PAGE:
On November 25th, 2016, Fidel Castro, who was the leader of Cuba from 1959 to 2006, died at the age of 90. Many have probably learned about him in history class when discussing the Cold War, more specifically the Cuban Missile Crisis, where the Soviet Union placed nuclear missiles in Cuba and aimed them at the United States. After that, Cuba and the United States have had very little to no discussion. After the crisis in October of 1962, President John F. Kennedy established an embargo of Cuba. This embargo still exists today. In March of 2016, Obama was the first president to visit Cuba since the embargo was enacted, and he made it his goal to slowly but surely improve negotiations and relations with Cuba.
In 1959, Cuba went through a bloody civil war that resulted in one authoritarian regime being replaced by another, communist one, led by Fidel Castro. Castro increased relations with the Soviet Union and sought to strengthen education and health care all while violating basic human rights in many instances. He both tightened his grip on the press and crushed internal opposition to his rule. This caused many people to flee Cuba and seek refuge in the United States, where there are currently over 1 million Cuban exiles.
To hear a different perspective on Fidel Castro and the current situation in Cuba, I interviewed Luc Foster, a self proclaimed communist and Co-Secretary-General of LFHS Model United Nations (along with yours truly).
What was your reaction to Castro’s death?
“It was actually midnight when I first learned about it. I was, you know, really sad. I had to verify if it was true and stuff like that. I was shocked, to say the least.”
What is your favorite thing about Fidel Castro?
“My favorite thing would be his interventions abroad, showing that he valued freedom not only for Cuban citizens but for people of the world. That’s seen most by his intervention in Angola, where he sent 3,000 troops to assist the MPLA, who were a freedom fighting group against Portugal. He assisted them in fighting against apartheid-led South Africa. The Cuban involvement in Angola directly led to the collapse of the apartheid regime. Nelson Mandela himself said that.”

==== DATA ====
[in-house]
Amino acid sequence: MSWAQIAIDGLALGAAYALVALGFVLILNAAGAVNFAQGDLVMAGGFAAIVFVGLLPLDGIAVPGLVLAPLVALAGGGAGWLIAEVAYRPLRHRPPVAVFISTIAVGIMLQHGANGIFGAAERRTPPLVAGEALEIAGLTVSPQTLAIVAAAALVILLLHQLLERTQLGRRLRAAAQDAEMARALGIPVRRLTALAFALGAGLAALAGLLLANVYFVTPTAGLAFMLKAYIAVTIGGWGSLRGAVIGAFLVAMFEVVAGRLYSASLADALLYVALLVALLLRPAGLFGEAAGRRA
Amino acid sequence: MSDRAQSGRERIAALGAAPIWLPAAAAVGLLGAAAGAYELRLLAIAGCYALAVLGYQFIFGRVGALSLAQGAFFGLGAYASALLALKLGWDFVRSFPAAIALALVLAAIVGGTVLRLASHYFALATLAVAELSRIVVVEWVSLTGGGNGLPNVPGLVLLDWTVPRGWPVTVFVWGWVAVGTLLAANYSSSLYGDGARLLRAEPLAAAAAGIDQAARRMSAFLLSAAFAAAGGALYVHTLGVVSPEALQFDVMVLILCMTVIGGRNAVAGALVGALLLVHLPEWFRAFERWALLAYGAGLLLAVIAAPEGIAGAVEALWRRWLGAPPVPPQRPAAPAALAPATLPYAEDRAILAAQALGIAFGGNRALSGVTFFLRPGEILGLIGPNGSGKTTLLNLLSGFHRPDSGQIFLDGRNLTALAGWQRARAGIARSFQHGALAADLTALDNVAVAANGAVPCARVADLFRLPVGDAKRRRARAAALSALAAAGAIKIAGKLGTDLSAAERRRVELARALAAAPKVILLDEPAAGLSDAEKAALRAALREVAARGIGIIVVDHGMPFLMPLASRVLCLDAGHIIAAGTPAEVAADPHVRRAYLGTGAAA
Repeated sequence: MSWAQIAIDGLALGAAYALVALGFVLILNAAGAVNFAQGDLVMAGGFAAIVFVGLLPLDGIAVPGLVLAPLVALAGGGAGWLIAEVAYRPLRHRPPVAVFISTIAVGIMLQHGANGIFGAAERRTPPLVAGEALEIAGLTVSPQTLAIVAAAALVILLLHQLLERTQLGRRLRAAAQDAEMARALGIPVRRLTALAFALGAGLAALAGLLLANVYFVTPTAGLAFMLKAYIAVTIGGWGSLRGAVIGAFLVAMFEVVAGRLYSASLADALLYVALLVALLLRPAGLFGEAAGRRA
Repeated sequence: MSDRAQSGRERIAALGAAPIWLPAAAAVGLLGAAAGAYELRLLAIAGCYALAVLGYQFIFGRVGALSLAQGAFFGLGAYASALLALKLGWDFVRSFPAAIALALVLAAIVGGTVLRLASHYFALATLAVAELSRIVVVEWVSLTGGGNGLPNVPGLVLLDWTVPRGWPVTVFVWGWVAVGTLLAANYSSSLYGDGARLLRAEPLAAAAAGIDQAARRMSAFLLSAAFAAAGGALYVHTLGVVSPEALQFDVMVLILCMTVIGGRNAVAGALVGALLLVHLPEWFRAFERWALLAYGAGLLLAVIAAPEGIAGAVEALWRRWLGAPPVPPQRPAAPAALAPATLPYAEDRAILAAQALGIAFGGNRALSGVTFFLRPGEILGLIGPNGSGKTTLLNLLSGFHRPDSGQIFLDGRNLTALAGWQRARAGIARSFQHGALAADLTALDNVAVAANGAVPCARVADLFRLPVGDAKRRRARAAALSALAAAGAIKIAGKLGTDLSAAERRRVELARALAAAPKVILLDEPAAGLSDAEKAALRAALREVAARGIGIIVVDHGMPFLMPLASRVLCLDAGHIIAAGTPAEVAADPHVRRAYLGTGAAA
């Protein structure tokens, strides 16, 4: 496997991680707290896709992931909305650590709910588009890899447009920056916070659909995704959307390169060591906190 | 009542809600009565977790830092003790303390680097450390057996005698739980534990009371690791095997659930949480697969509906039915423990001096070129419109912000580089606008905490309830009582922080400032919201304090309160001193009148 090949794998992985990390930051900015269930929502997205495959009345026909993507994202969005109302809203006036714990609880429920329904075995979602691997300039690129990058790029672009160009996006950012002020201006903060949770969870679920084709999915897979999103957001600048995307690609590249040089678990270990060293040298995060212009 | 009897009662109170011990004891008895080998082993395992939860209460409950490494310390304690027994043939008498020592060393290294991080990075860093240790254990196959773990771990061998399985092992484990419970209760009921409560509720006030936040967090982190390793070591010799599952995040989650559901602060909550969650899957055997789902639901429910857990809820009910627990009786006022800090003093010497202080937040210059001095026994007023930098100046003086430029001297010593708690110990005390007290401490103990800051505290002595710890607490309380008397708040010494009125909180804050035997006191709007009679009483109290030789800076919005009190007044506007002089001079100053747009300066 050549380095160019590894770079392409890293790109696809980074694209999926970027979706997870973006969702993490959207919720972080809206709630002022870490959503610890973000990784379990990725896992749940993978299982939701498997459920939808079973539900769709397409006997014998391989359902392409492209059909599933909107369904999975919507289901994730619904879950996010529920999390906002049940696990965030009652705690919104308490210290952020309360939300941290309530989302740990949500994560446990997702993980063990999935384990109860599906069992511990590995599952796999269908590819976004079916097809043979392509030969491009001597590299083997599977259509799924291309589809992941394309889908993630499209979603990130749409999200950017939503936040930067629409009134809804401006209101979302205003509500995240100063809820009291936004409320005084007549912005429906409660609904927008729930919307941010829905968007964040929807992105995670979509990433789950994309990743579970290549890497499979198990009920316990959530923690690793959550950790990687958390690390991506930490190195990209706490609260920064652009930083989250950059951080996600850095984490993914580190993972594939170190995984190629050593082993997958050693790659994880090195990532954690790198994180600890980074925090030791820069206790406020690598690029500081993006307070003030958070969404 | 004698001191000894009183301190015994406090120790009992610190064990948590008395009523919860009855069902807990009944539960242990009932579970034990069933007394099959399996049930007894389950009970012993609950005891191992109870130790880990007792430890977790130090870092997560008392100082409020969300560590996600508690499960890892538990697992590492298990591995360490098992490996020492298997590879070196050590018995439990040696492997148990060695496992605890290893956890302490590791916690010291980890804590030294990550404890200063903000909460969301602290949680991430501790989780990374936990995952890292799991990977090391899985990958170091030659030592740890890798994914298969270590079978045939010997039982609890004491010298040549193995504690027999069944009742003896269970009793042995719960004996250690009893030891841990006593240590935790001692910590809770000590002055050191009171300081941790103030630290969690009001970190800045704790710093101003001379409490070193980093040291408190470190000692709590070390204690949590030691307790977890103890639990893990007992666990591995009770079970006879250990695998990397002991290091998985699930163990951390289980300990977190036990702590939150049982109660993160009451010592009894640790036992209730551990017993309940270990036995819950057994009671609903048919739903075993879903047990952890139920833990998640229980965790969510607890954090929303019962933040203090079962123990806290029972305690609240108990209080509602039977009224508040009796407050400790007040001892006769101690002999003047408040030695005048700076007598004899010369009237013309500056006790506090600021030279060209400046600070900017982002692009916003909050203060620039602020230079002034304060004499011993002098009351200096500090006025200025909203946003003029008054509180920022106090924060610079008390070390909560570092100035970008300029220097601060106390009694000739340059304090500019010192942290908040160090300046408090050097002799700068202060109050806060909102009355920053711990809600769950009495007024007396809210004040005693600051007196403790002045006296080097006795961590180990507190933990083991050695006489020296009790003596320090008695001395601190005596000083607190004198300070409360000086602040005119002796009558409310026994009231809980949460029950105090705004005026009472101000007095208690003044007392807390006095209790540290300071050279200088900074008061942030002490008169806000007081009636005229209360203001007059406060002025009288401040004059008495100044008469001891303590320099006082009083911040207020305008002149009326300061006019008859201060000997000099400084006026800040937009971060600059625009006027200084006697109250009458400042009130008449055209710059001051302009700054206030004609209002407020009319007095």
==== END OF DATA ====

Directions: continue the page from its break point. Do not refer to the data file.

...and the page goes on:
Do you have any criticisms of Fidel Castro?
“The major would be not industrializing enough. I know it’s really hard with the embargo and stuff like that, but he really kept Cuba a semi-agricultural country and I don’t think that’s the way towards economic progress. The second one would be too much acceptance and reliance of the Soviet Union, which at the time was regressive. I think he should have led Cuba more on its own path.”
How do you think the world will be affected now that Castro is gone?
“I think the reforms towards capitalism by Raul Castro will be sped up. I also think that negotiations will be made easier between Cuba and the United States.”
Castro left the leadership of Cuba in the hands of his brother years ago. Now that Castro is gone, how do you think his brother will do in leading Cuba?
“He’s going to speed up the transition towards capitalism. He already legalized small business last year, which was disappointing to say the least. It is to my understanding that he will be resigning in the next couple of years.”
Did you see both Obama and Trump’s responses to his death? If so, what do you think of them?
“I find it interesting that Obama, while at the same time offering his condolences, did not take off the table forcing the Cuban government to change towards a more pluralistic model. This might be worrisome towards the citizens of Cuba. At the same time, Donald Trump’s response shows a lack of skill in foreign policy and in diplomacy. Though, it’s funny that it is not really clear whether he thinks it’s a good thing or a bad thing. I think that with the response of Trump, it shows that negotiations with Cuba will be a lot harder to fulfill.”
Fidel Castro is dead!
— Donald J. Trump (@realDonaldTrump) November 26, 2016
If you were to make an official statement about Castro’s death like the president did, what would you say?
“I would try to emulate Justin Trudeau’s response, where he praised him as a great revolutionary who brought the Cuban people forward, who was loved in his own country, and deserves to be recognized in history for a long time. Even though he is a divisive figure, history, as he quoted, will in the end absolve him.”
If you were the leader of Cuba, what policies would you implement? What actions would you take?
“That is a tough question because Cuba is in an isolated place, currently, especially now that Venezuela, with the oil crisis and protests, is becoming a much less reliable trading partner. It is very difficult for Cuba to remain economically independent for long. If it was indeed possible, I would push for industrialization so Cuba could be on par with most Western countries in terms of economic development even though it is one of the world’s most developed countries according to many indexes.”